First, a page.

o whom it may concern,   

Comments on ERM course according to STCW 2010 sec. A-III/1 and A-III/2 vs. IMO model course 2.07

Due to confusion on requirements for ERM training for engine crew Maersk Training are delighted to put forward the following comments. According to STCW Convention including 2010 Manila Amendments engine crew must receive training in accordance with sections A-III/1 for watch keeping engine room officers and A-III/2 for chief engineer officers. The latter combines training on technical management, legislative compliance and last, but not least crew management, leadership and team work.

Maersk training offer generic (not vessel specific) 3 day ERM courses in accordance with sections A-III/1 and A-III/2. As far as SIRE requirements go, the demand is minimum 3 days of shore based training.

Since senior engineer officers are commonly very experienced and favor comprehensive technical knowledge and understanding it is our experience and understanding at Maersk Training, that training time is best spend on crew management and leadership training and thus using the simulator as a training tool brining the class room training into a technical context familiar to the participants. Again emphasizing on leadership and managerial skills combined with use of forms and checklists, ensuring relevant compliance.

IMO model course 2.07 however calls for 80 hours of training – equal to 10 full training days – and stipulates numerous technical exercises such as identifying an auxiliary engine or starting up a boiler. Exercises aiming at training junior engineer officers in using their theoretical skills, gained at an engineering academy, before undertaking the role as officer in charge of an engineering watch. The last part of IMO 2.07 focuses on watch keeping, use of checklists and the ability to give a proper and comprehensive handover to ones reliever.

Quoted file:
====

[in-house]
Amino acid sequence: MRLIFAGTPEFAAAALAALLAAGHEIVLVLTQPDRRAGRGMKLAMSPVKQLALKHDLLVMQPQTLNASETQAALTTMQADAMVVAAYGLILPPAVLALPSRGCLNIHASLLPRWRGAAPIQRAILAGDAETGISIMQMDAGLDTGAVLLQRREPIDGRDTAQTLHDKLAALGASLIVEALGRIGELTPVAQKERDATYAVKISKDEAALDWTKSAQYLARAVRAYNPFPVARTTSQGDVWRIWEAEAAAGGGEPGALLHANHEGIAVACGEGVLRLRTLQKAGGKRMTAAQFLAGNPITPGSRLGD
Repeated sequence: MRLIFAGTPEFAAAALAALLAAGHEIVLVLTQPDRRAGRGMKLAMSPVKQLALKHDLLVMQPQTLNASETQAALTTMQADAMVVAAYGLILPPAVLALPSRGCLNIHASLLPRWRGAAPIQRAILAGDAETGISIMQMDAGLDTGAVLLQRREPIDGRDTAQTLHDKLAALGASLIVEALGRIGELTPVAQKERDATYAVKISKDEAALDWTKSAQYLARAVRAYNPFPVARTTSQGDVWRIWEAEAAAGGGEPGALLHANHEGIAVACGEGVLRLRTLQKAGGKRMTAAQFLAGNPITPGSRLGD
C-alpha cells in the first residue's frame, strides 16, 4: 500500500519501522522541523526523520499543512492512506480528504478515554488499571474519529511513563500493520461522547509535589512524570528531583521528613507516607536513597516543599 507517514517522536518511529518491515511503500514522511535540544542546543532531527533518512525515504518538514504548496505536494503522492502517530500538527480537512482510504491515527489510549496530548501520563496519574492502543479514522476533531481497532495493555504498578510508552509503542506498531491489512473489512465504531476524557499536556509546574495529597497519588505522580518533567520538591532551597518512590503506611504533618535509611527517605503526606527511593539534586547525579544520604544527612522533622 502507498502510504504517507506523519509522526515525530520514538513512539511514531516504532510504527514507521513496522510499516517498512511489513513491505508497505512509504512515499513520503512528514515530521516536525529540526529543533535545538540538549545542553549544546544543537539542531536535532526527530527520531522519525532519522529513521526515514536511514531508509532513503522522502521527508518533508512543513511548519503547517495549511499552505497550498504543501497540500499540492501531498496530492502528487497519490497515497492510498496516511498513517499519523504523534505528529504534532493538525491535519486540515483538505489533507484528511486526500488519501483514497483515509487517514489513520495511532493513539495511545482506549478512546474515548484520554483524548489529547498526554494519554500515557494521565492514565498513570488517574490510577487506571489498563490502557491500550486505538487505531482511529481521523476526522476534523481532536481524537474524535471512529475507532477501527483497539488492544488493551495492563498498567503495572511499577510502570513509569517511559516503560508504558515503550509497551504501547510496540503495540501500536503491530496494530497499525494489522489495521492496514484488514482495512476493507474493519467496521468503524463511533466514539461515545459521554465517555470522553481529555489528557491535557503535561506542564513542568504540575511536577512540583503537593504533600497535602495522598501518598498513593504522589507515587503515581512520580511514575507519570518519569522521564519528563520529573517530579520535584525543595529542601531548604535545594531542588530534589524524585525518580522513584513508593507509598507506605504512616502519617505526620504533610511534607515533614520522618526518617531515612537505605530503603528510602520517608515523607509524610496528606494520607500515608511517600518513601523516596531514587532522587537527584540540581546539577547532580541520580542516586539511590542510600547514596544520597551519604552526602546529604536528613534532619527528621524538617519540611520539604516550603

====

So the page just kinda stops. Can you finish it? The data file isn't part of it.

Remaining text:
That part is incorporated in our ERM training in the sense that the training we provide full fills the same overall training objectives regarding watch keeping and communication. Basically all other parts of IMO 2.07 will risk spending precious training time bringing no new knowledge to experienced senior engineer officers.

We see it as our duty to underline that IMO 2.07 is a guideline that training providers can choose to use as a frame work for course development. Apart from specific customer requirements to IMO 2.07 that we do not know of, training in accordance with IMO 2.07 is not a mandatory requirement. Other training providers conduct coursed “Based on IMO 2.07” and of 3 days duration, what the content might be of such courses we cannot know.

At Maersk Training we will happily provide training based on or in accordance with IMO model course 2.07, but it is not our recommendation as we regard IMO 2.07 as a fairly ineffective way of training experienced and knowledgeable officers.

Best Regards

Per Larsen
Product line lead – Maritime Maersk Training

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